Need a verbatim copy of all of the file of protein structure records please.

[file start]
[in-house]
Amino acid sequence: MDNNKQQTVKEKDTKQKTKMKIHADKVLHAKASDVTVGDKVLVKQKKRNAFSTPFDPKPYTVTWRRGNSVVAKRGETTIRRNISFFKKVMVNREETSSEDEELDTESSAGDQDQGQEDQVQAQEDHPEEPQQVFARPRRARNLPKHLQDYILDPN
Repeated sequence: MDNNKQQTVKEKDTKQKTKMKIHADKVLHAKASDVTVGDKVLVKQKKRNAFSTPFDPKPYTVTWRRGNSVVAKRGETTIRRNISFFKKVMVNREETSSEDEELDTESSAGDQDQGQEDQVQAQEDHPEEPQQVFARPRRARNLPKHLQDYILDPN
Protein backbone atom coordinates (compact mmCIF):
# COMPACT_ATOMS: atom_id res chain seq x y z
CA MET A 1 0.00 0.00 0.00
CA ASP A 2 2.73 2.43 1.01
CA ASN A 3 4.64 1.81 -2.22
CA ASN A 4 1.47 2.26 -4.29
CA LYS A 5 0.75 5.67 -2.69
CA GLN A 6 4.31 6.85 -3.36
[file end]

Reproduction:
[in-house]
Amino acid sequence: MDNNKQQTVKEKDTKQKTKMKIHADKVLHAKASDVTVGDKVLVKQKKRNAFSTPFDPKPYTVTWRRGNSVVAKRGETTIRRNISFFKKVMVNREETSSEDEELDTESSAGDQDQGQEDQVQAQEDHPEEPQQVFARPRRARNLPKHLQDYILDPN
Repeated sequence: MDNNKQQTVKEKDTKQKTKMKIHADKVLHAKASDVTVGDKVLVKQKKRNAFSTPFDPKPYTVTWRRGNSVVAKRGETTIRRNISFFKKVMVNREETSSEDEELDTESSAGDQDQGQEDQVQAQEDHPEEPQQVFARPRRARNLPKHLQDYILDPN
Protein backbone atom coordinates (compact mmCIF):
# COMPACT_ATOMS: atom_id res chain seq x y z
CA MET A 1 0.00 0.00 0.00
CA ASP A 2 2.73 2.43 1.01
CA ASN A 3 4.64 1.81 -2.22
CA ASN A 4 1.47 2.26 -4.29
CA LYS A 5 0.75 5.67 -2.69
CA GLN A 6 4.31 6.85 -3.36